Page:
BioCycle October 2015
This is a triple win,” exclaims Frank Konyn Jr., co-owner with his wife Stacy of the Frank Konyn Dairy in San Diego, California, regarding the food scrap to feed program he has put together. “My herd and business benefit, the community benefits, and we’re diverting impressive amounts of food from the landfill.”
Konyn was born on this dairy farm, which his father began in 1962 in the San Pasqual Valley Agricultural Preserve. The San Pasqual Valley is the northernmost community of the City of San Diego, and borders the City of Escondido. “At one time there were more than 200 dairies in San Diego County, Konyn notes. “Now I’m one of only three.” He began working on the dairy nearly as soon as he could walk, and after getting a degree in Dairy Science from Cal Poly San Luis Obispo in 1992, purchased the business with his wife from his father, expanding the leasehold from 100 acres to its current day 250 acres. In 2002, the Konyns won the Outstanding Young Farmer and Rancher award from the California Farm Bureau, and in 2003, were selected first runners up in the country by the American Farm Bureau.
In 2007, they opened San Pasqual Valley Soils, a 13-acre composting facility on adjacent land. The composting site has helped turn what was once a major dairy liability and expense — manure management — into an asset, and a supplemental revenue stream. San Pasqual Valley Soils also accepts yard trimmings, agricultural residues, straw, wood shavings, and wood chips to compost with the dairy manure, and has developed a diverse line of composts, mulches and planting mixes, including an Organic Materials Review Institute (OMRI)-listed compost and raised garden bed blend. The facility is permitted for 77,375 cubic yards of feedstock annually.
Food To Feed
The dairy has been collecting brewery grains to feed its herd of about 880 milking cows, plus its complete young stock replacement program, since 2000. Food scraps, fruits, vegetables and discarded bakery materials were added in 2012. It currently collects and feeds about 20 tons/day of this material. Fruit pulp collection began in 2014, and accounts for 270 tons/month. Discarded bakery products add up to another 130 tons/month, and finally, brewery grains exceed 320 tons.
Collection and feeding opportunities for these feedstocks grew to a point where Konyn decided to establish a third business, K.D. Farms Trucking, Inc. In addition to providing control of hauling costs and customer service, it allows him to improve the quality of the feed, especially bakery materials, which are often collected in a packer truck. Once compacted, contaminant removal is not possible. K.D. Farms Trucking collects the bagged bread and tortillas and other bakery discards loose. When the 3-cubic yard (cy) dumpsters of this material arrive at the dairy, they are emptied by a forklift with a rotator attachment, and everything is depackaged by hand.
“Between the truck and trailer used for collecting the dumpsters, the forklift and rotator, and personnel doing the collection, receiving and depackaging, it’s an equipment and labor intensive operation,” Konyn says. “But it’s excellent feed that far exceeds the equivalent of what’s available on the market.”
K.D. Farms Trucking collects seven days a week, and depending on the type of material and volume generated, a 3-cy dumpster, or a 20 or 40 cy roll-off is used. “My drivers are on the road fulltime,” he adds. “They are also encouraged to procure new accounts, so they’re my sales team too. We currently collect from about 30 locations, some of them multiple times a week, and that number is growing monthly.” Juice manufacturers, bakeries, bread factories, tortilla manufacturers, breweries, produce packaging facilities and farms are examples of the types of businesses serviced. These feedstocks do not need to be cooked prior to feeding the dairy herd, as they contain no meat.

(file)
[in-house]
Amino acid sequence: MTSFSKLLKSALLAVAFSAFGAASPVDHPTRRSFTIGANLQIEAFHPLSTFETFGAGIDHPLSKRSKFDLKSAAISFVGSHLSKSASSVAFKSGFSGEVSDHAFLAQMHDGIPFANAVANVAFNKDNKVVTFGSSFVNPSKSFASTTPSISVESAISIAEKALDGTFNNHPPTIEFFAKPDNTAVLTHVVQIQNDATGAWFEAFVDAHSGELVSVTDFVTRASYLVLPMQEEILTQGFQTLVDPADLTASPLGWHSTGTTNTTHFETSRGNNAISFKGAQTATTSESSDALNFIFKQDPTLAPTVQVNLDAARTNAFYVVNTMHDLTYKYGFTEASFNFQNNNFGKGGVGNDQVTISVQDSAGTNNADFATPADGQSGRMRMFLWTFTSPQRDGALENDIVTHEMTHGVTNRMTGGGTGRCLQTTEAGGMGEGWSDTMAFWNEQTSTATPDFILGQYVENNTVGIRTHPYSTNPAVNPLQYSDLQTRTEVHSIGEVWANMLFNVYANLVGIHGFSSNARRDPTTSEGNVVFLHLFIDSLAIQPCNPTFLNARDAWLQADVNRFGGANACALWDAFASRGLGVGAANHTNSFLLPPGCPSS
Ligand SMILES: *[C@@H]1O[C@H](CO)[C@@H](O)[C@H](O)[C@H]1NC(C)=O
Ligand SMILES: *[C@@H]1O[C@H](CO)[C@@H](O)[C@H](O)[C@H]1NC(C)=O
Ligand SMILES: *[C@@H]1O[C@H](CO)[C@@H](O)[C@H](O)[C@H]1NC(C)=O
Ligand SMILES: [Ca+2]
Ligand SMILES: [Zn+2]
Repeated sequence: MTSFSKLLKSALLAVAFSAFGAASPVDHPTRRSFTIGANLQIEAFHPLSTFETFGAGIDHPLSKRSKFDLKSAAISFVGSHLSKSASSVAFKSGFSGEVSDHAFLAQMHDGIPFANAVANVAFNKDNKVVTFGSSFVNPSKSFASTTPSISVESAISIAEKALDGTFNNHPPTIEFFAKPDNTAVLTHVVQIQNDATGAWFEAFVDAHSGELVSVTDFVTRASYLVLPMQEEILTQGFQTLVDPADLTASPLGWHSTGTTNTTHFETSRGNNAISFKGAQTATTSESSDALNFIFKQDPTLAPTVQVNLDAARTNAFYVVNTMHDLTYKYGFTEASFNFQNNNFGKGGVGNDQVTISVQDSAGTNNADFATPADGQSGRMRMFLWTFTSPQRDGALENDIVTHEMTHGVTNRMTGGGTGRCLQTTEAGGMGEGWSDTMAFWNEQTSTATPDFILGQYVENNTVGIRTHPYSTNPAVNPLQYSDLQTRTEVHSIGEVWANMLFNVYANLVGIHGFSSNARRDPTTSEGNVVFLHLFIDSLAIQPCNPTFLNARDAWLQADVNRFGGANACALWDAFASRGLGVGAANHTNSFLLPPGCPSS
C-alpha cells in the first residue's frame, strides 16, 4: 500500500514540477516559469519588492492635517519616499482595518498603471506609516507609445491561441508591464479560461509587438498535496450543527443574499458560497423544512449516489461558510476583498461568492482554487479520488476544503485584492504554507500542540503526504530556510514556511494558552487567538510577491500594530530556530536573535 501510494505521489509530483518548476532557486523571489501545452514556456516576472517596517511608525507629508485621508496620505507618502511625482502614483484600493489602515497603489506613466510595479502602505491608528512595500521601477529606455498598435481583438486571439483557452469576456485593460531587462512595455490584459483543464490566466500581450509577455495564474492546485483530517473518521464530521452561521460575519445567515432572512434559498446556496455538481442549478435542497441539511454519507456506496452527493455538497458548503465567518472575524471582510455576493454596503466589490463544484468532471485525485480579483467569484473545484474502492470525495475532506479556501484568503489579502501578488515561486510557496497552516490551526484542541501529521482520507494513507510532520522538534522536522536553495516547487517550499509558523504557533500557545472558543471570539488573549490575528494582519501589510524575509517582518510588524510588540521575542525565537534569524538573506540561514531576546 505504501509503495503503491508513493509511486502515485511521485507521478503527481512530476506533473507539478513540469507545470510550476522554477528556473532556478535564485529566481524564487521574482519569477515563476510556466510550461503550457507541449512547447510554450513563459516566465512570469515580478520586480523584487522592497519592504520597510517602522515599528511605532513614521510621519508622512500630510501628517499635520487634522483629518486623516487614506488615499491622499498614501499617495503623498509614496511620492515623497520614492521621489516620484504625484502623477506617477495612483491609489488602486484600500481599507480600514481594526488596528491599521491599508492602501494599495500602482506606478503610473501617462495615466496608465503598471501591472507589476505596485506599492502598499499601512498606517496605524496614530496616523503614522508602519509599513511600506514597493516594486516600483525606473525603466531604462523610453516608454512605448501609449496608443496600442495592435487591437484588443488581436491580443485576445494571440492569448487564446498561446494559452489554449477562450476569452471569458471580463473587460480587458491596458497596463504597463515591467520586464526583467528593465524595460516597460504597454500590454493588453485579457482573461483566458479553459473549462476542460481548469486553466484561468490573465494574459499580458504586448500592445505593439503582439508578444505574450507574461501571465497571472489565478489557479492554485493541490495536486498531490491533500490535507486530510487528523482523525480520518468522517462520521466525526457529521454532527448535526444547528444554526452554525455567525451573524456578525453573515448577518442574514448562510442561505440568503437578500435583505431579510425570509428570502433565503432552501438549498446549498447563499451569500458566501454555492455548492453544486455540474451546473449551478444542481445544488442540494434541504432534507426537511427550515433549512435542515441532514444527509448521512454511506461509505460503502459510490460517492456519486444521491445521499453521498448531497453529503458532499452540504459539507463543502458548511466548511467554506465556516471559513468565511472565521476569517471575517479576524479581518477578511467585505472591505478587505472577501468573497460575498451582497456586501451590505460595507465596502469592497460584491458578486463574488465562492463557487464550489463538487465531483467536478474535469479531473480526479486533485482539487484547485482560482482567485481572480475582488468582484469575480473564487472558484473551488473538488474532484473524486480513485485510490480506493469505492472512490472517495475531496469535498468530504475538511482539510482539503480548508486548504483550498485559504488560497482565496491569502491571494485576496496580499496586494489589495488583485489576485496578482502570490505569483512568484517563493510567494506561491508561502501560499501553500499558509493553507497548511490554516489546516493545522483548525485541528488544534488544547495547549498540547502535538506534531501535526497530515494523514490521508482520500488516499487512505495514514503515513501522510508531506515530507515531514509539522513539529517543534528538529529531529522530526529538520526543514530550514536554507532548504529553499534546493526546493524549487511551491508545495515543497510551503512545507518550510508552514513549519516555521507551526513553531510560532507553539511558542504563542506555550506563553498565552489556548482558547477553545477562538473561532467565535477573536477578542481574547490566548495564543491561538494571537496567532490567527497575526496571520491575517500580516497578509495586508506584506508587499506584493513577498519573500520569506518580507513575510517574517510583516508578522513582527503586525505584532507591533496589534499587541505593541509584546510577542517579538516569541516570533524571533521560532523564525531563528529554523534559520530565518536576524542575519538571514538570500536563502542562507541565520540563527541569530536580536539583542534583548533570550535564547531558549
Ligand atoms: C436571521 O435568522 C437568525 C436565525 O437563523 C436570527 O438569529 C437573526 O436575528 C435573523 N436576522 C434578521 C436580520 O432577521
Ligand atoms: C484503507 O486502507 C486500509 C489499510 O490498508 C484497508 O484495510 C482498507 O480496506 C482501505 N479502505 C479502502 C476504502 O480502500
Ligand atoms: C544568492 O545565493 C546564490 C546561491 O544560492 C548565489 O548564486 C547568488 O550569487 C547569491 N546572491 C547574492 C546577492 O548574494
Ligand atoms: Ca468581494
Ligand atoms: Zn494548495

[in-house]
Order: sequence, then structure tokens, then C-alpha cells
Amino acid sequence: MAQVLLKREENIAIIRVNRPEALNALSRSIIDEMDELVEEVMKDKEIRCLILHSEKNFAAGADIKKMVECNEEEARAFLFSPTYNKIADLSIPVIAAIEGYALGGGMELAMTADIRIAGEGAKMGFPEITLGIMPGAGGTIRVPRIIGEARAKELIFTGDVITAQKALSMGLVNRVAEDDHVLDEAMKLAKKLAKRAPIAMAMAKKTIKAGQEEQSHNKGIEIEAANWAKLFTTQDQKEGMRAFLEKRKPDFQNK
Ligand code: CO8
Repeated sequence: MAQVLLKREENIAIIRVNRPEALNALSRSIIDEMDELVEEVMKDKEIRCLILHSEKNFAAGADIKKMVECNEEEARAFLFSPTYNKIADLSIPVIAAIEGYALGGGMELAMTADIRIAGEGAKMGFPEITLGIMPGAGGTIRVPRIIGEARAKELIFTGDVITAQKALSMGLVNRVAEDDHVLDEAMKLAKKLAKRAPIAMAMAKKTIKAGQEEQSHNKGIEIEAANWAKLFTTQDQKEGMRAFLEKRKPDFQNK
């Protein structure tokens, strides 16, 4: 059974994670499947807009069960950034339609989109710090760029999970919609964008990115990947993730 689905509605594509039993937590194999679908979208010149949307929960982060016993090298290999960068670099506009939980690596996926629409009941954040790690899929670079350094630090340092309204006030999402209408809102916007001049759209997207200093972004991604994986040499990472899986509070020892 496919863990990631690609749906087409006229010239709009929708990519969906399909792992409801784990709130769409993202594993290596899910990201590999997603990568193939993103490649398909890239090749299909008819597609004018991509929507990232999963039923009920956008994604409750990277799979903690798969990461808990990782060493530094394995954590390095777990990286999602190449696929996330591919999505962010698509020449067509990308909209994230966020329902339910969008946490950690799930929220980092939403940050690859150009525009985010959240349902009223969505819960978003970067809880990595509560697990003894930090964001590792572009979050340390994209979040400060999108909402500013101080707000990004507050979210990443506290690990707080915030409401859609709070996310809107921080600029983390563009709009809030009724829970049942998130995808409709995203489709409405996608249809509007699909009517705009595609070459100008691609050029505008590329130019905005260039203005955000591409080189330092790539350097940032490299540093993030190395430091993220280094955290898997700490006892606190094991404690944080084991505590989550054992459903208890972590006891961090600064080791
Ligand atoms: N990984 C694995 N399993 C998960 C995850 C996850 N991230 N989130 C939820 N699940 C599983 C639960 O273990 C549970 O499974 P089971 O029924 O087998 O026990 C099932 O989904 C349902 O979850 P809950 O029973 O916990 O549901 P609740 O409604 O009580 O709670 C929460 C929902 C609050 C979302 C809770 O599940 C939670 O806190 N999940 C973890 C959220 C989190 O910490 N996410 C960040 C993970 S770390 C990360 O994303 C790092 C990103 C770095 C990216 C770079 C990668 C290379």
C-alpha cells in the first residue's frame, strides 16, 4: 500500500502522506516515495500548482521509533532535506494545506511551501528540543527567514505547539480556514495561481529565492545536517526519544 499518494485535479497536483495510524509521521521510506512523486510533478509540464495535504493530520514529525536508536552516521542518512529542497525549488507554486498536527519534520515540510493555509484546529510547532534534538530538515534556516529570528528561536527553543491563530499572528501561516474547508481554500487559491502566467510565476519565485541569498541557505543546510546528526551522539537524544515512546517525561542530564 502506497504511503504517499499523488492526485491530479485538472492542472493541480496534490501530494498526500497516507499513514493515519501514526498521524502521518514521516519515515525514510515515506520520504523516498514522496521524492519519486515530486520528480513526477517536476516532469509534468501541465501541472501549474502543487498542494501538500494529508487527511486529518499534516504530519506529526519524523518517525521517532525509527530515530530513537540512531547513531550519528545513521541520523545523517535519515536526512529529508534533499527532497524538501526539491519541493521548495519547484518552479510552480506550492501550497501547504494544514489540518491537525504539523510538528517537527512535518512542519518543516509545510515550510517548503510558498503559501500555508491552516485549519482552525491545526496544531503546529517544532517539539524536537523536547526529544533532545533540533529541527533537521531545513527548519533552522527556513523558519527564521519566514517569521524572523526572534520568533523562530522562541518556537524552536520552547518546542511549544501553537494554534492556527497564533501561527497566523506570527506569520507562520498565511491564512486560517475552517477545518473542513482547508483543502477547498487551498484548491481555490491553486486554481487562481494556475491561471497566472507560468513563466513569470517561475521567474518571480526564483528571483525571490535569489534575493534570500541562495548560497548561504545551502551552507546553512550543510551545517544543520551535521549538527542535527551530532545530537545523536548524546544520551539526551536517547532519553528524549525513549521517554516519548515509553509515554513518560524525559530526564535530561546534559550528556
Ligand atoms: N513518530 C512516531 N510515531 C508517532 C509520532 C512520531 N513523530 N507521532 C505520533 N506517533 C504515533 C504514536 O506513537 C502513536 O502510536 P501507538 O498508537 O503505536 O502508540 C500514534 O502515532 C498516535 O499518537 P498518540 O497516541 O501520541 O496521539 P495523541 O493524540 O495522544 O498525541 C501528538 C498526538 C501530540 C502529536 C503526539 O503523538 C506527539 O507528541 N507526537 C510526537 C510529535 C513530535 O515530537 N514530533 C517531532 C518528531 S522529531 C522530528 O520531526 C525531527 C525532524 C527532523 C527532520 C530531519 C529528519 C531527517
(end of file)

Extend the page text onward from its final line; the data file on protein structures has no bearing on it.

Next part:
The dairy’s feed bill is substantial, at about $250,000/month. The food scraps collection program has its own overhead, but does help offset a small percentage of total feed costs. “Overall, this program saves my business money, and those we collect from realize considerable savings in disposal costs, and it creates local jobs,” Konyn explains. “Add in the environmental benefits, and the dairy’s sustainability really moves to a higher level we’re proud to be at.”
Two nutritionists are on the dairy staff, one for young stock and one for the adults, constantly fine-tuning the dietary program for the herd. In addition to the bakery products, brewery grains and food scraps collected for feed, almond hulls, canola pellets, alfalfa, haylage, rolled corn, whole cotton seed, dried distillers grains, mill run and beet pulp are components of the recipe. Feed is adjusted to the nutritional requirements of the herd based on age, stage of pregnancy, and milk-producing status. The food scraps collected increase the feed’s nutrient diversity and help increase the protein of the herd’s diet as well.
“This is such a complement to our composting program, and resource management in the region in general,” notes Chuck Voelker, VP Sales & Operations at San Pasqual Valley Soils, Inc. “We’re going to need lots of efforts like these to help San Diego meet the requirements of AB 1826.” And this is certainly true, as currently there is little infrastructure in San Diego County for complying with the law, which requires California jurisdictions to implement an organics recycling program on and/or after January 1, 2016, and phases in mandatory compliance for the largest generators of compostable discards, beginning with businesses that generate 8 cy or more a week. Businesses that fall into this tier have to have collection or on-site composting commencing April 1, 2016.
Rich Flammer of Hidden Resources is a composting and zero waste consultant (www.compostingconsultant.com)